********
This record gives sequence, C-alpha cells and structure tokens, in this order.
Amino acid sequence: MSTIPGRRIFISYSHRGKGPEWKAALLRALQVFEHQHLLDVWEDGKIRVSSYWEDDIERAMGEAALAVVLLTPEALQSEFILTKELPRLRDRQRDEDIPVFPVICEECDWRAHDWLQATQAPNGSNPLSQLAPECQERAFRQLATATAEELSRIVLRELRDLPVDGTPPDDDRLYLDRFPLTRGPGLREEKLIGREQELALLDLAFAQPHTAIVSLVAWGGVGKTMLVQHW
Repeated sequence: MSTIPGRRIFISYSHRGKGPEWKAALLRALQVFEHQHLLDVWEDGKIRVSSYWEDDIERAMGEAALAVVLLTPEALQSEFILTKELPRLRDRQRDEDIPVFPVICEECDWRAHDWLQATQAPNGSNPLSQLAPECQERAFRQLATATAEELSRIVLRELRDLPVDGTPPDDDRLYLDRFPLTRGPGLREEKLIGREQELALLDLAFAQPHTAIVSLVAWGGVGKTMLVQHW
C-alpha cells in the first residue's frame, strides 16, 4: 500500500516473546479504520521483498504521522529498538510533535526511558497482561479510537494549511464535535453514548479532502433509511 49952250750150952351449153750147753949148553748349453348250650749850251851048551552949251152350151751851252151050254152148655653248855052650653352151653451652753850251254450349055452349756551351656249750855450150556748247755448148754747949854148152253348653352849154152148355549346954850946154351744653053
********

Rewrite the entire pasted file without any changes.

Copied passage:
This record gives sequence, C-alpha cells and structure tokens, in this order.
Amino acid sequence: MSTIPGRRIFISYSHRGKGPEWKAALLRALQVFEHQHLLDVWEDGKIRVSSYWEDDIERAMGEAALAVVLLTPEALQSEFILTKELPRLRDRQRDEDIPVFPVICEECDWRAHDWLQATQAPNGSNPLSQLAPECQERAFRQLATATAEELSRIVLRELRDLPVDGTPPDDDRLYLDRFPLTRGPGLREEKLIGREQELALLDLAFAQPHTAIVSLVAWGGVGKTMLVQHW
Repeated sequence: MSTIPGRRIFISYSHRGKGPEWKAALLRALQVFEHQHLLDVWEDGKIRVSSYWEDDIERAMGEAALAVVLLTPEALQSEFILTKELPRLRDRQRDEDIPVFPVICEECDWRAHDWLQATQAPNGSNPLSQLAPECQERAFRQLATATAEELSRIVLRELRDLPVDGTPPDDDRLYLDRFPLTRGPGLREEKLIGREQELALLDLAFAQPHTAIVSLVAWGGVGKTMLVQHW
C-alpha cells in the first residue's frame, strides 16, 4: 500500500516473546479504520521483498504521522529498538510533535526511558497482561479510537494549511464535535453514548479532502433509511 49952250750150952351449153750147753949148553748349453348250650749850251851048551552949251152350151751851252151050254152148655653248855052650653352151653451652753850251254450349055452349756551351656249750855450150556748247755448148754747949854148152253348653352849154152148355549346954850946154351744653053